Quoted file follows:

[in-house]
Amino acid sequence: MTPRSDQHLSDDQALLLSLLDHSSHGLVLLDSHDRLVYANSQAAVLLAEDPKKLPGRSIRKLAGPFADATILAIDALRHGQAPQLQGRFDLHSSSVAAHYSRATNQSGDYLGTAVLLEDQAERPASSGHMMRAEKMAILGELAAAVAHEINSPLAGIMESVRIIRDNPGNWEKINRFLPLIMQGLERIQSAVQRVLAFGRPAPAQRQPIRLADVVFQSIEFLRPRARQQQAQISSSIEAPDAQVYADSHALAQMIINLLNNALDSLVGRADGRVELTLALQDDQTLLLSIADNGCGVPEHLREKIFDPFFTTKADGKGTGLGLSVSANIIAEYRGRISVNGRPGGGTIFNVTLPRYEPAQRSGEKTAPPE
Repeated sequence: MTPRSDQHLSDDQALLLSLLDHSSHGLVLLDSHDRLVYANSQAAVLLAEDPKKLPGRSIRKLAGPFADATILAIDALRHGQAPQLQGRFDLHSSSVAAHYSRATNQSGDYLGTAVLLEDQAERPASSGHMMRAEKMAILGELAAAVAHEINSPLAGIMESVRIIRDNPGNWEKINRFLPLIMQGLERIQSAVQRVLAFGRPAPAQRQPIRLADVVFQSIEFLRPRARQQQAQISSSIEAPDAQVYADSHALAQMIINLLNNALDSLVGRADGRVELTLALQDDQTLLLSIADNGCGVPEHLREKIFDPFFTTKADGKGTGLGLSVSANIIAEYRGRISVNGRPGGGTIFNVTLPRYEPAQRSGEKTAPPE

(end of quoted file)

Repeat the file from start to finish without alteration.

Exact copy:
[in-house]
Amino acid sequence: MTPRSDQHLSDDQALLLSLLDHSSHGLVLLDSHDRLVYANSQAAVLLAEDPKKLPGRSIRKLAGPFADATILAIDALRHGQAPQLQGRFDLHSSSVAAHYSRATNQSGDYLGTAVLLEDQAERPASSGHMMRAEKMAILGELAAAVAHEINSPLAGIMESVRIIRDNPGNWEKINRFLPLIMQGLERIQSAVQRVLAFGRPAPAQRQPIRLADVVFQSIEFLRPRARQQQAQISSSIEAPDAQVYADSHALAQMIINLLNNALDSLVGRADGRVELTLALQDDQTLLLSIADNGCGVPEHLREKIFDPFFTTKADGKGTGLGLSVSANIIAEYRGRISVNGRPGGGTIFNVTLPRYEPAQRSGEKTAPPE
Repeated sequence: MTPRSDQHLSDDQALLLSLLDHSSHGLVLLDSHDRLVYANSQAAVLLAEDPKKLPGRSIRKLAGPFADATILAIDALRHGQAPQLQGRFDLHSSSVAAHYSRATNQSGDYLGTAVLLEDQAERPASSGHMMRAEKMAILGELAAAVAHEINSPLAGIMESVRIIRDNPGNWEKINRFLPLIMQGLERIQSAVQRVLAFGRPAPAQRQPIRLADVVFQSIEFLRPRARQQQAQISSSIEAPDAQVYADSHALAQMIINLLNNALDSLVGRADGRVELTLALQDDQTLLLSIADNGCGVPEHLREKIFDPFFTTKADGKGTGLGLSVSANIIAEYRGRISVNGRPGGGTIFNVTLPRYEPAQRSGEKTAPPE